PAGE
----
In his judgment on this point, Justice Chaney at paragraphs  to  states:
" It follows that, to the extent that the ACMC brought to account the lack of evidence of specific rituals, ceremonial or cultural activities associated solely with the site, as invited to do by the Department report, it acted upon a misconstruction of s 5 of the AH Act.
 . . . I conclude that the committee did not give consideration to the question of whether or not the Marapikurrinya Yintha was a place of importance or special significance because the question did not arise for consideration in light of the conclusion that it was not a sacred site."
Reflecting specifically on the Department issued guidelines, Justice Chaney says, at paragraph , that the ACMC had taken the criteria for a sacred site into account but had also misinterpreted them:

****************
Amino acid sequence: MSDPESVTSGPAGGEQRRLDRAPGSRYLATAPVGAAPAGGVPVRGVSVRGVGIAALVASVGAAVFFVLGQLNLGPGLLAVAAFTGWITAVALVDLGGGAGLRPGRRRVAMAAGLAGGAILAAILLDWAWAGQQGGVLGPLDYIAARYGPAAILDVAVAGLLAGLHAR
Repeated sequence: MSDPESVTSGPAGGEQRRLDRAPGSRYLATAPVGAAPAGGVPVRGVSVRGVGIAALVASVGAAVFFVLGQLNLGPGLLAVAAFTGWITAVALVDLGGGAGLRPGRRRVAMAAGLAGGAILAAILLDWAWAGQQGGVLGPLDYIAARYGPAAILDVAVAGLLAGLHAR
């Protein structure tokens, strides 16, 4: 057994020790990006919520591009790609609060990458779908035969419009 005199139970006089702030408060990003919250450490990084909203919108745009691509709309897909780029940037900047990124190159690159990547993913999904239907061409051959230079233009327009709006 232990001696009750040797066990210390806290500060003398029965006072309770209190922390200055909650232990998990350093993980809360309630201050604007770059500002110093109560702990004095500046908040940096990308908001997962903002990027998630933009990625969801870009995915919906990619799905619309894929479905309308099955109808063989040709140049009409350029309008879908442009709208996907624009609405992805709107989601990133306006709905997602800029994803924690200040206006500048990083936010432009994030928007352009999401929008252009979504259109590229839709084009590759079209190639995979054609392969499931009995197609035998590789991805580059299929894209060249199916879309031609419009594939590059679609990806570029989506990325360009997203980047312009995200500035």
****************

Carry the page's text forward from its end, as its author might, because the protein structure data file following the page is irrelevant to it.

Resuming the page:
" . . . As I have already concluded, the Committee did have regard to the tests set out in the s 5 Guidelines. To the extent that the Committee had regard to the proposition that the meaning of 'site' is narrower than 'place', and to the requirement for devotion to a particular religious use, the ACMC misapplied the proper tests under s 5 and s 39. By requiring evidence of specific religious use, the ACMC did not have regard to associated sacred beliefs as the primary consideration as required by s 39(3). The ACMC asked itself the wrong questions and identified the wrong issues, thereby falling into jurisdictional error."